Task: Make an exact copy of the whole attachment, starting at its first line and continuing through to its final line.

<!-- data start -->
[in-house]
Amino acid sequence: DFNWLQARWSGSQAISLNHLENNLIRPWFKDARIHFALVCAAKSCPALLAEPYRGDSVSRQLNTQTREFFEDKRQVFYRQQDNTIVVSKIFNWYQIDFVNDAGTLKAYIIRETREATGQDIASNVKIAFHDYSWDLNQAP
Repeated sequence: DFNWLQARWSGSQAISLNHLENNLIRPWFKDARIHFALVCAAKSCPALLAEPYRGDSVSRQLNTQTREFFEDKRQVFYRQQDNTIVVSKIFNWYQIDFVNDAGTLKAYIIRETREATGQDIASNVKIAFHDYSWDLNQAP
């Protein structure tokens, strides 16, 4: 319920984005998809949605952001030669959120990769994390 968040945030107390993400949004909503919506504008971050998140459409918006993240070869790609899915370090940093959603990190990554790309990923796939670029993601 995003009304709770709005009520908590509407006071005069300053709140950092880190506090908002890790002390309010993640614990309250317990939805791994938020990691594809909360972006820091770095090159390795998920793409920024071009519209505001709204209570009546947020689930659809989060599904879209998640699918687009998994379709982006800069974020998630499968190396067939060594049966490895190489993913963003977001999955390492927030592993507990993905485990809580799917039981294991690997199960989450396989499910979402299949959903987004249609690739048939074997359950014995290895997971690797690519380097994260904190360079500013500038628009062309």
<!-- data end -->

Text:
[in-house]
Amino acid sequence: DFNWLQARWSGSQAISLNHLENNLIRPWFKDARIHFALVCAAKSCPALLAEPYRGDSVSRQLNTQTREFFEDKRQVFYRQQDNTIVVSKIFNWYQIDFVNDAGTLKAYIIRETREATGQDIASNVKIAFHDYSWDLNQAP
Repeated sequence: DFNWLQARWSGSQAISLNHLENNLIRPWFKDARIHFALVCAAKSCPALLAEPYRGDSVSRQLNTQTREFFEDKRQVFYRQQDNTIVVSKIFNWYQIDFVNDAGTLKAYIIRETREATGQDIASNVKIAFHDYSWDLNQAP
């Protein structure tokens, strides 16, 4: 319920984005998809949605952001030669959120990769994390 968040945030107390993400949004909503919506504008971050998140459409918006993240070869790609899915370090940093959603990190990554790309990923796939670029993601 995003009304709770709005009520908590509407006071005069300053709140950092880190506090908002890790002390309010993640614990309250317990939805791994938020990691594809909360972006820091770095090159390795998920793409920024071009519209505001709204209570009546947020689930659809989060599904879209998640699918687009998994379709982006800069974020998630499968190396067939060594049966490895190489993913963003977001999955390492927030592993507990993905485990809580799917039981294991690997199960989450396989499910979402299949959903987004249609690739048939074997359950014995290895997971690797690519380097994260904190360079500013500038628009062309």